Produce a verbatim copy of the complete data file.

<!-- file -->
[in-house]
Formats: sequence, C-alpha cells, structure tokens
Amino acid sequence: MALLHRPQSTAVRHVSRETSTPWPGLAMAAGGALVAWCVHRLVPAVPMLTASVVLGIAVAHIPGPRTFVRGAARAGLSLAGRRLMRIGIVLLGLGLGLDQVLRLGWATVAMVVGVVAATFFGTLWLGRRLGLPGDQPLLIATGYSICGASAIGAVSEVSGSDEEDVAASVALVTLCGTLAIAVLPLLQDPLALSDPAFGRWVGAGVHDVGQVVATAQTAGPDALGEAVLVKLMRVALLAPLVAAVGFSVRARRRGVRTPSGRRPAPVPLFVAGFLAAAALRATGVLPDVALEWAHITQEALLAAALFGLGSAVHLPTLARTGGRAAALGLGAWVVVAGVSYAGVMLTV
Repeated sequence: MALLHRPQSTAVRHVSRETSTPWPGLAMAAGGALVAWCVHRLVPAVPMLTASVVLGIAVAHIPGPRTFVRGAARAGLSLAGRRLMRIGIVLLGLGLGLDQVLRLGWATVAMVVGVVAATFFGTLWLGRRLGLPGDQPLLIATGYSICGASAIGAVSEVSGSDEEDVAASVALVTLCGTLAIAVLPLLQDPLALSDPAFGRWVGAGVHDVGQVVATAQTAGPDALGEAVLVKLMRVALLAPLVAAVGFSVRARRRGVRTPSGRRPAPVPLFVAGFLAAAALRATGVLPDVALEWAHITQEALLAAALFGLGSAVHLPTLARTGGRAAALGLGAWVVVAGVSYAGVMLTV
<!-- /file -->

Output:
[in-house]
Formats: sequence, C-alpha cells, structure tokens
Amino acid sequence: MALLHRPQSTAVRHVSRETSTPWPGLAMAAGGALVAWCVHRLVPAVPMLTASVVLGIAVAHIPGPRTFVRGAARAGLSLAGRRLMRIGIVLLGLGLGLDQVLRLGWATVAMVVGVVAATFFGTLWLGRRLGLPGDQPLLIATGYSICGASAIGAVSEVSGSDEEDVAASVALVTLCGTLAIAVLPLLQDPLALSDPAFGRWVGAGVHDVGQVVATAQTAGPDALGEAVLVKLMRVALLAPLVAAVGFSVRARRRGVRTPSGRRPAPVPLFVAGFLAAAALRATGVLPDVALEWAHITQEALLAAALFGLGSAVHLPTLARTGGRAAALGLGAWVVVAGVSYAGVMLTV
Repeated sequence: MALLHRPQSTAVRHVSRETSTPWPGLAMAAGGALVAWCVHRLVPAVPMLTASVVLGIAVAHIPGPRTFVRGAARAGLSLAGRRLMRIGIVLLGLGLGLDQVLRLGWATVAMVVGVVAATFFGTLWLGRRLGLPGDQPLLIATGYSICGASAIGAVSEVSGSDEEDVAASVALVTLCGTLAIAVLPLLQDPLALSDPAFGRWVGAGVHDVGQVVATAQTAGPDALGEAVLVKLMRVALLAPLVAAVGFSVRARRRGVRTPSGRRPAPVPLFVAGFLAAAALRATGVLPDVALEWAHITQEALLAAALFGLGSAVHLPTLARTGGRAAALGLGAWVVVAGVSYAGVMLTV